By Michael Regenstreif, Editor
On the night of Thursday, April 18, police in Winnipeg, Manitoba, responded to a call at what was described in reports as “a kosher restaurant.”
A woman inside the BerMax Caffé and Bistro had allegedly been assaulted during a robbery attempt – later reports identified the alleged victim as one of the café’s owners. The restaurant appeared to have been badly vandalized and the word “Jew” was spray-painted on windows and in the parking lot, and swastikas were spray-painted on the walls.
The police opened a hate crime investigation into the incident. Reports said this was the fourth anti-Semitic incident at this restaurant in the past five months. The case was widely reported in both mainstream and Jewish media around the world – we published several JTA reports about it on the Ottawa Jewish Bulletin website.
Six days later, police laid charges in the case. And, no, the alleged culprits were not extremist right-wing hate-mongers or left-wing anti-Zionism zealots. The police charged the owners of the café – Alexander and Oxana Berent and their son, Maxim – with staging the incident.
Although the charge was public mischief, the word “mischief” sounds almost benign in a case that Winnipeg Police Service Chief Danny Smyth said was a serious waste of police resources.
“Over 25 officers have invested nearly 1,000 hours through a busy holiday weekend trying to bring this investigation to a close,” the chief said.
At this point, I think it’s important to interject with a couple of caveats.
The first is that the alleged suspects must be given a presumption of innocence unless and until they are convicted in a court of law. That is why we use the word “alleged” in advance of a conviction.
For their part, the owners have denied they staged the incident. “We don’t joke about swastikas on our walls,” Oxana Berent told Manitoba CBC Radio. “My grandmother’s family, they died in the Holocaust. Just her and her little brother survived, the whole family. We don’t joke about that.”
The second caveat is that the BerMax Caffé and Bistro should not be referred to as a “kosher restaurant.” According to a report in the Canadian Jewish News, “BerMax had been operating as a kosher restaurant until last fall, when the family chose to drop its kosher certification, citing higher costs and losing business due to being closed on Shabbat.”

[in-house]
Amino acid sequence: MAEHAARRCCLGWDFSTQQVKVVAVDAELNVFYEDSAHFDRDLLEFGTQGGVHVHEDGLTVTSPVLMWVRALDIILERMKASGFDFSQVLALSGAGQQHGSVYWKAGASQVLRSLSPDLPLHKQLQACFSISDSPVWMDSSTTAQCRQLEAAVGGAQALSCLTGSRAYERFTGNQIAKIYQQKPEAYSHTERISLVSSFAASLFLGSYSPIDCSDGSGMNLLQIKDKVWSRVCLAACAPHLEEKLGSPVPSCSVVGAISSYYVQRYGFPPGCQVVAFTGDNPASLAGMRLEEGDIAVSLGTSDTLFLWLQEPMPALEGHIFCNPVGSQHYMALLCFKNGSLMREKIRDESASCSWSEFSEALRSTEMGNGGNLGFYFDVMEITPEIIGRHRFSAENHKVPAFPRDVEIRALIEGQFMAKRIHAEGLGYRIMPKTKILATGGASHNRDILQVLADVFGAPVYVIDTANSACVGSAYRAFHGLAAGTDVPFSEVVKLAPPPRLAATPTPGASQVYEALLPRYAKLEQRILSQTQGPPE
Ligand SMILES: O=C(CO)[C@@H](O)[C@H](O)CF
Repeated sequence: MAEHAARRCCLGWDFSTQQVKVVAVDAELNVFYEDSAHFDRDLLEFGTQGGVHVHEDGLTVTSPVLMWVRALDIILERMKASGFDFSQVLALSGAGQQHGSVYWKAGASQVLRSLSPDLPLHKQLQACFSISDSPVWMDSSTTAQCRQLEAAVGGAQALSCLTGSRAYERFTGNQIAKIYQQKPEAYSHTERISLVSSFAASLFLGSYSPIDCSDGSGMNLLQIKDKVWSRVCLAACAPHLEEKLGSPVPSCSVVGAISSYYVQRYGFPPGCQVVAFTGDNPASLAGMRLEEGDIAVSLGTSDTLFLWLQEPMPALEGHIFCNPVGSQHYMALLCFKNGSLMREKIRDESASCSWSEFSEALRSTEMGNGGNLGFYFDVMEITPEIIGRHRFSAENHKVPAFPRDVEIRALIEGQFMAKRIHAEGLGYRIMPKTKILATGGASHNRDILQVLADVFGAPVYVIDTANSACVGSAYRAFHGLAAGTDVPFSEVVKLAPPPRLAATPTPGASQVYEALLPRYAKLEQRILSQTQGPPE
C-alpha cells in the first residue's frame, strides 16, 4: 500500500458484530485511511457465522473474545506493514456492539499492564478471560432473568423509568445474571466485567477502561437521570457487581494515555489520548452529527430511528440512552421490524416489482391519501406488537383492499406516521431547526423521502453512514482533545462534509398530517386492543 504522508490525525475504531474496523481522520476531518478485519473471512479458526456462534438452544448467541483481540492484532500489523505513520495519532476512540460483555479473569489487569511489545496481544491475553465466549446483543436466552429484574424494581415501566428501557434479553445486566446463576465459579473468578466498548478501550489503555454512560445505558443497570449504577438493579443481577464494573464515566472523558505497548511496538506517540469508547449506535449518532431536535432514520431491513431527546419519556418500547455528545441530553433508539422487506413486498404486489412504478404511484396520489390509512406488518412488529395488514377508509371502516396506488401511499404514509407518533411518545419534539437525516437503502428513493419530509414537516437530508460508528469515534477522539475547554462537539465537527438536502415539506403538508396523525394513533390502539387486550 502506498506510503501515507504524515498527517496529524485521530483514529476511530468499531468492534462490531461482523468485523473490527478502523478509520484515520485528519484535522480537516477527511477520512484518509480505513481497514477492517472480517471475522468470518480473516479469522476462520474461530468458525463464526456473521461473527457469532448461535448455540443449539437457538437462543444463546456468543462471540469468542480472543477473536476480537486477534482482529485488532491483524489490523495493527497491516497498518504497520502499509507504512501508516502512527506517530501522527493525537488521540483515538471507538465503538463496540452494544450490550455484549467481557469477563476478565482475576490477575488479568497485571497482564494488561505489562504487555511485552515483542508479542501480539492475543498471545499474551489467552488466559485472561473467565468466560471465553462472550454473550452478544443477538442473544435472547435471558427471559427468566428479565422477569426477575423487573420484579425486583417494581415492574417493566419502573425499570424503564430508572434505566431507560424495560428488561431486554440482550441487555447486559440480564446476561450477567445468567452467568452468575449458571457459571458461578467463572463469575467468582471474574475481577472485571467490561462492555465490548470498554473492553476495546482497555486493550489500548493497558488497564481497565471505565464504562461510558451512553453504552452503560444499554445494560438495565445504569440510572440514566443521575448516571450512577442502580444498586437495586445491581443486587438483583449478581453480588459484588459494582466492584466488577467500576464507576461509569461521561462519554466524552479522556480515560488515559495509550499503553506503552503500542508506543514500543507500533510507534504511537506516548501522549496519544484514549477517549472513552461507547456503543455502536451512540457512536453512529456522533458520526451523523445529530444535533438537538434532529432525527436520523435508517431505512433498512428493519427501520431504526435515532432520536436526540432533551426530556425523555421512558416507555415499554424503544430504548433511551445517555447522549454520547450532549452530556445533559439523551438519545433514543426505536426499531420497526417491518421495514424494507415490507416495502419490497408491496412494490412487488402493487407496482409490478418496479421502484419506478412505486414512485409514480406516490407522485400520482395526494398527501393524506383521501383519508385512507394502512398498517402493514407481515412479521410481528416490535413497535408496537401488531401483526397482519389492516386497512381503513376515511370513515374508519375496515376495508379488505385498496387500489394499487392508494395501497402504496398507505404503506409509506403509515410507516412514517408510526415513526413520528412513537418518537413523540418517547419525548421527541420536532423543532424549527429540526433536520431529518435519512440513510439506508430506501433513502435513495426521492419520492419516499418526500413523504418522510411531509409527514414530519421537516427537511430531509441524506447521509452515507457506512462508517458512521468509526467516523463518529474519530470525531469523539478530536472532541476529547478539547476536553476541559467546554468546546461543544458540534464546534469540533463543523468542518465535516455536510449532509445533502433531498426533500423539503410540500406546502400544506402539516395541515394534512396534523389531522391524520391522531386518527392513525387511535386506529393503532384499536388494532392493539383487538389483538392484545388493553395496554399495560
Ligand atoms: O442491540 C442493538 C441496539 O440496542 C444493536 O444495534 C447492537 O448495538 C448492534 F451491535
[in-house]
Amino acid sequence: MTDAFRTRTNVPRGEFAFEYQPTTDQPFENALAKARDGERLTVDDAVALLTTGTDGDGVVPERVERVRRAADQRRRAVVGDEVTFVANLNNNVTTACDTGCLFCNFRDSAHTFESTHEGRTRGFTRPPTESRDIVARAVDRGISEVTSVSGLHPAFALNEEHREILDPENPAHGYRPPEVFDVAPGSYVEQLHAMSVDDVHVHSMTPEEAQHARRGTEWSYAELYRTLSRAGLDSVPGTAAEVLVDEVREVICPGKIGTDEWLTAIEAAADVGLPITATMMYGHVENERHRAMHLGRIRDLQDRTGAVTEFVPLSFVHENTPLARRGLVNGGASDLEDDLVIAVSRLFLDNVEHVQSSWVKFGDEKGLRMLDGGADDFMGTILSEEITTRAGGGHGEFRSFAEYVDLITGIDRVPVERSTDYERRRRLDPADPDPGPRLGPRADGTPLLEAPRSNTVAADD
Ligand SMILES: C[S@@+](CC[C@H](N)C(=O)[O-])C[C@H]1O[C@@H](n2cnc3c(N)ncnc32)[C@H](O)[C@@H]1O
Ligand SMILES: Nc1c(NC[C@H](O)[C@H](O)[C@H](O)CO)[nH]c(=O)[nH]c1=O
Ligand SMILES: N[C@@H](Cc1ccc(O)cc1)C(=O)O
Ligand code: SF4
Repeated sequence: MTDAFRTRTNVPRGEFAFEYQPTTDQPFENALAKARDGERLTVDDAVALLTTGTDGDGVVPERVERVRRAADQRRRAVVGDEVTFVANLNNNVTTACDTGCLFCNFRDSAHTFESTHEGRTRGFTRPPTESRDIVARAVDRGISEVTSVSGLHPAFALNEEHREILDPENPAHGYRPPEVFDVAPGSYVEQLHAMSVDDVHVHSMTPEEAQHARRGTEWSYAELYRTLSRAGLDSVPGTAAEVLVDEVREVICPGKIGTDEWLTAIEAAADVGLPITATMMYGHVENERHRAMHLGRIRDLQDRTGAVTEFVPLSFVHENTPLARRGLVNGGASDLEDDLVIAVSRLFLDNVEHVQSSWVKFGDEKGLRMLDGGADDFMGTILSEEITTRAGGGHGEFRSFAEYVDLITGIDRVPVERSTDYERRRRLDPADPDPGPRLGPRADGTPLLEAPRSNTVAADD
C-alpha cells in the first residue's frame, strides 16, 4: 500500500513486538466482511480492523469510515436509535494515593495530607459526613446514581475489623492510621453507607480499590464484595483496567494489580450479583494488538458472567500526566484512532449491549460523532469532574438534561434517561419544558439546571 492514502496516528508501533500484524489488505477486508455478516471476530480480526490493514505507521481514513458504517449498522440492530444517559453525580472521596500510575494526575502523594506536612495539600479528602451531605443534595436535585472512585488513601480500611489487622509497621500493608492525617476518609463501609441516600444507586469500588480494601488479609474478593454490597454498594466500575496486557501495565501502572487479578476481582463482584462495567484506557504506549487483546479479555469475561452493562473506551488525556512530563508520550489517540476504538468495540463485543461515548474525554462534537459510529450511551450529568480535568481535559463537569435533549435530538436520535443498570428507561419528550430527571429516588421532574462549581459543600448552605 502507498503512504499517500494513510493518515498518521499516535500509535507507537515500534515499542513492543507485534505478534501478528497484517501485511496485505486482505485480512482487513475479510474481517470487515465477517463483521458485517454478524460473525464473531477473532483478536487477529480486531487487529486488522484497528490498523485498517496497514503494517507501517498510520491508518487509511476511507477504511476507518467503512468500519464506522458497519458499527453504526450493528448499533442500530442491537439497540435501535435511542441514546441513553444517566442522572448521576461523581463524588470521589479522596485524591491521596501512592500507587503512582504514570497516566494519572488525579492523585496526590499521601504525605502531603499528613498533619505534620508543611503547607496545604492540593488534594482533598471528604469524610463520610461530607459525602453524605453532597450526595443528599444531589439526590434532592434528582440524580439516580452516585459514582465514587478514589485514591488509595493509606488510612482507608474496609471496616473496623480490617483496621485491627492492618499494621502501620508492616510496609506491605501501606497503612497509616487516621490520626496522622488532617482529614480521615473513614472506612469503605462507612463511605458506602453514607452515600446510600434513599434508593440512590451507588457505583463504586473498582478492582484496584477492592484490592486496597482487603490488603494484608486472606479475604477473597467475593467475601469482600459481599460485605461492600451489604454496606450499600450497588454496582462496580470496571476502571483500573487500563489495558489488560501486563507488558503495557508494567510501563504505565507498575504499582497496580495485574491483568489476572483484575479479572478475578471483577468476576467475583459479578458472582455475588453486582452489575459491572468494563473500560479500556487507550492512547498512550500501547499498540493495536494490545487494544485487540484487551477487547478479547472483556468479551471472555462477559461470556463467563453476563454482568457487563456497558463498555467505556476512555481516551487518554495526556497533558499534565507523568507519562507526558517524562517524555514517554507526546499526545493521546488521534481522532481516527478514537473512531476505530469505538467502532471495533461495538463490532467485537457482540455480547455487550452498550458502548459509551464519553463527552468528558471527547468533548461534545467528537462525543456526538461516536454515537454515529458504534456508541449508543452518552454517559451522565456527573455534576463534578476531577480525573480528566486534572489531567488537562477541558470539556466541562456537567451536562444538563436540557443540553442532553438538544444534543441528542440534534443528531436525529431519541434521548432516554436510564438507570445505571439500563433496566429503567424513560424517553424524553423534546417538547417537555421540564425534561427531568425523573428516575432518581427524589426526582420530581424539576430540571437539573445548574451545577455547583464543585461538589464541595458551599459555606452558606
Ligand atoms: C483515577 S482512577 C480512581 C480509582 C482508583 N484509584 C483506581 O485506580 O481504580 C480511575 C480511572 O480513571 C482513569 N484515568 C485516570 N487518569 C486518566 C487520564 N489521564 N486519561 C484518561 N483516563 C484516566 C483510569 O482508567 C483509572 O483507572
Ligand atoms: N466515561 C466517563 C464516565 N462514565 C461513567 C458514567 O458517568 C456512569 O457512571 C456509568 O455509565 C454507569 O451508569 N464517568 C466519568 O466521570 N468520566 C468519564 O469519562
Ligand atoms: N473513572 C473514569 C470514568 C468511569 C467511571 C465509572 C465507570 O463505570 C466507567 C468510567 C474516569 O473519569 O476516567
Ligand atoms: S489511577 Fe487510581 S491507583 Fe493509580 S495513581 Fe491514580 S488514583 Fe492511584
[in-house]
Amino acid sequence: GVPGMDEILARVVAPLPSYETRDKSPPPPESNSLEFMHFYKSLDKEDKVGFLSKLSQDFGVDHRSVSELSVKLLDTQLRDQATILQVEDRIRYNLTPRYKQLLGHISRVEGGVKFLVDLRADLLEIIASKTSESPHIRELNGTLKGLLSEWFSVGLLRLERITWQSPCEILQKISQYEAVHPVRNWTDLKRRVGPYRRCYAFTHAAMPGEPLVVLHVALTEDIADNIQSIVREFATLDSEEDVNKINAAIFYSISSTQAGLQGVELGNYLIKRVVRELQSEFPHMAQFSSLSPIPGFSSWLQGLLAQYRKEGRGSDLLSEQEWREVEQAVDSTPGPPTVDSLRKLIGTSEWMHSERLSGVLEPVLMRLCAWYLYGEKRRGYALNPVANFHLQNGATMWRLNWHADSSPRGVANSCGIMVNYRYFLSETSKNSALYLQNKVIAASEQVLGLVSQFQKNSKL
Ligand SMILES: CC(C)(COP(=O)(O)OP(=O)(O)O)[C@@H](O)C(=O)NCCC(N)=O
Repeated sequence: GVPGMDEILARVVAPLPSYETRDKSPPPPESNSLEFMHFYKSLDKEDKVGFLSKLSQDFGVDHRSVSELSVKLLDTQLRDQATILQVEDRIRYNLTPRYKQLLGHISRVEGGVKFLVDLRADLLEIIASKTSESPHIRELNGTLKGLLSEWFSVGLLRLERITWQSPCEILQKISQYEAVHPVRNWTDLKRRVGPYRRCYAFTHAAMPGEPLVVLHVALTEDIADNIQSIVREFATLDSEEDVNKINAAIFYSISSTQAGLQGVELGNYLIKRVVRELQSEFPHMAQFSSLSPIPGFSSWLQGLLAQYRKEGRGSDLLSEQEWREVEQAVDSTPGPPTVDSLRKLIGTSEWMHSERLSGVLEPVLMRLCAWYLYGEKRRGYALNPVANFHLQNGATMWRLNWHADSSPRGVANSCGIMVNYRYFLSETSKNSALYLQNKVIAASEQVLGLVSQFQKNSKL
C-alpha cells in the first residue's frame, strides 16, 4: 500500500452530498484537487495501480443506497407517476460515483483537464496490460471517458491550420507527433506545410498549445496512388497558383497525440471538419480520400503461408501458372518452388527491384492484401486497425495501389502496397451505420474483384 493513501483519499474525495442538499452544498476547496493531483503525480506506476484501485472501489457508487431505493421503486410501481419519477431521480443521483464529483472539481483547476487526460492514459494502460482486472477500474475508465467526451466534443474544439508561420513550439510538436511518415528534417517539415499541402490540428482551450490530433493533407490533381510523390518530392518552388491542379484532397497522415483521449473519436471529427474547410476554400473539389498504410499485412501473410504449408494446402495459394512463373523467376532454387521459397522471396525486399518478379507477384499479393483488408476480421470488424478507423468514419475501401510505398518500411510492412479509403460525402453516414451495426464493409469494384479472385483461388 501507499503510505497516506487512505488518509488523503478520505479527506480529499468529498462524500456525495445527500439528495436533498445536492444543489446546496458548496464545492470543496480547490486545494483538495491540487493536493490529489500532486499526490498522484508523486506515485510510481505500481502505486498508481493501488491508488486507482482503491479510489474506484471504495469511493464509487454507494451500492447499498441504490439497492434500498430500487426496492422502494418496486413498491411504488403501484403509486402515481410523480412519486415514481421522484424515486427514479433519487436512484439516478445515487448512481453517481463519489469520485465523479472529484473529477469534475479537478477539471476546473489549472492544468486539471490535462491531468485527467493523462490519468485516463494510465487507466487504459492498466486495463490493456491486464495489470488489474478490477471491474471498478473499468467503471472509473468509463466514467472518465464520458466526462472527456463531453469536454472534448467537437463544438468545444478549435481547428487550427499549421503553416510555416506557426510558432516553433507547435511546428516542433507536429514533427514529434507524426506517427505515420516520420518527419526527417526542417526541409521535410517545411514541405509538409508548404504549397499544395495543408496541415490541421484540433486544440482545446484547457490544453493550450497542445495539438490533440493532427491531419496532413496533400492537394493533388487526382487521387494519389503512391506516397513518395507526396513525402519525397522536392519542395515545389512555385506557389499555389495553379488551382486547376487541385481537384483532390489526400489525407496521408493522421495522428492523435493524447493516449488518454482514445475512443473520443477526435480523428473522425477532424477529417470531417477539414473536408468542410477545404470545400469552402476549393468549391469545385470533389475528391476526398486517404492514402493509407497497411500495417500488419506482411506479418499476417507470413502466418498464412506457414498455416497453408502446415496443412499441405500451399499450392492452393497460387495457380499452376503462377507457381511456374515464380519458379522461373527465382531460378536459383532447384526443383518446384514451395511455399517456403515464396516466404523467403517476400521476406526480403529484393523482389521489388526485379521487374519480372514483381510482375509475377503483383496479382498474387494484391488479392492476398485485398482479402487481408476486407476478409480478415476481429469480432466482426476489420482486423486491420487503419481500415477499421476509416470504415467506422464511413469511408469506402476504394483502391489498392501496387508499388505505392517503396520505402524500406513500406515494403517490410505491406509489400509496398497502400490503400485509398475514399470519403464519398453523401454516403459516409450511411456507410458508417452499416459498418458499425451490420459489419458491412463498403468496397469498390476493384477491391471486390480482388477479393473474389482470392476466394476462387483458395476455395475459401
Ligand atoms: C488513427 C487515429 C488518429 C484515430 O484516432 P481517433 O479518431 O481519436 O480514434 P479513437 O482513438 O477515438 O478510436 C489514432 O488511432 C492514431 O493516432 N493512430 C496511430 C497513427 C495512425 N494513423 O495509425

Hate crimes are serious. Whether involving murder as we have heartbreakingly seen all too recently at Chabad of Poway near San Diego, the Tree of Life Synagogue in Pittsburgh, and at mosques in Quebec City and Christchurch, New Zealand, or in the series of anti-Semitic and racist graffiti attacks we witnessed here in Ottawa in November 2016, such crimes hit us hard as a community, and as individuals.
So, to hear that a Jewish family allegedly staged an anti-Semitic attack on their own business is deeply disturbing (and, reportedly, Winnipeg Police are now investigating the possibility that the previous anti-Semitic incidents at BerMax were also allegedly staged).
When the latest incident at the restaurant was first reported, the Jewish community in Winnipeg rallied their support behind the Berent family. The broader community responded as well: an interfaith rally of support was scheduled to be held on April 25 but was cancelled after news of the charges were made public.
But the feelings of many were captured in a statement released by the Jewish Federation of Winnipeg on April 24: “Anti-Semitism is growing globally and here in Canada. This is why we were alarmed by the alleged incident at BerMax Caffé and were grateful for the diligent response of the Winnipeg Police Service and outpouring of support from the broader community.
“We are shocked and deeply disturbed by today’s news. It is deplorable that anyone would make false allegations of anti-Semitism, especially claims of such a serious nature, for any kind of gain.
“Filing false complaints of criminal acts of anti-Semitism are not only illegal, they undermine the important work necessary to counter anti-Semitism and hate in all forms. We reiterate our appreciation of the work of the Winnipeg Police Service and their continued support for the Jewish community.”
Despite this sad turn of events, we must remain vigilant in the face of real anti-Semitism, and all other forms of hatred. And no matter how this case is resolved, there is no doubt that lives have been ruined – and that is tragic.